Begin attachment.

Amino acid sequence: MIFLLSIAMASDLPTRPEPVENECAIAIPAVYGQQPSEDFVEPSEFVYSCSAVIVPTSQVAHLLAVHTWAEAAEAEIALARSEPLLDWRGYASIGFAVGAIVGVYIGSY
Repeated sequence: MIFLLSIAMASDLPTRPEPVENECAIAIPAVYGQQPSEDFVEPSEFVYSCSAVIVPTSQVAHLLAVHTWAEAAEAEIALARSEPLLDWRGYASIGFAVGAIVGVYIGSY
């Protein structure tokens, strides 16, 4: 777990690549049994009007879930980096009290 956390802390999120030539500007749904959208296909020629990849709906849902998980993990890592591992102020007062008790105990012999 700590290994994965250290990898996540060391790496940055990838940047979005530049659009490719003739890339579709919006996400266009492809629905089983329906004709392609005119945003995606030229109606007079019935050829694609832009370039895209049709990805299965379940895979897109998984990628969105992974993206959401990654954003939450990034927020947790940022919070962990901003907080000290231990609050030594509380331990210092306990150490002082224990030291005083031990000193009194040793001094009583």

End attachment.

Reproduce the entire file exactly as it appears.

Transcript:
Amino acid sequence: MIFLLSIAMASDLPTRPEPVENECAIAIPAVYGQQPSEDFVEPSEFVYSCSAVIVPTSQVAHLLAVHTWAEAAEAEIALARSEPLLDWRGYASIGFAVGAIVGVYIGSY
Repeated sequence: MIFLLSIAMASDLPTRPEPVENECAIAIPAVYGQQPSEDFVEPSEFVYSCSAVIVPTSQVAHLLAVHTWAEAAEAEIALARSEPLLDWRGYASIGFAVGAIVGVYIGSY
């Protein structure tokens, strides 16, 4: 777990690549049994009007879930980096009290 956390802390999120030539500007749904959208296909020629990849709906849902998980993990890592591992102020007062008790105990012999 700590290994994965250290990898996540060391790496940055990838940047979005530049659009490719003739890339579709919006996400266009492809629905089983329906004709392609005119945003995606030229109606007079019935050829694609832009370039895209049709990805299965379940895979897109998984990628969105992974993206959401990654954003939450990034927020947790940022919070962990901003907080000290231990609050030594509380331990210092306990150490002082224990030291005083031990000193009194040793001094009583």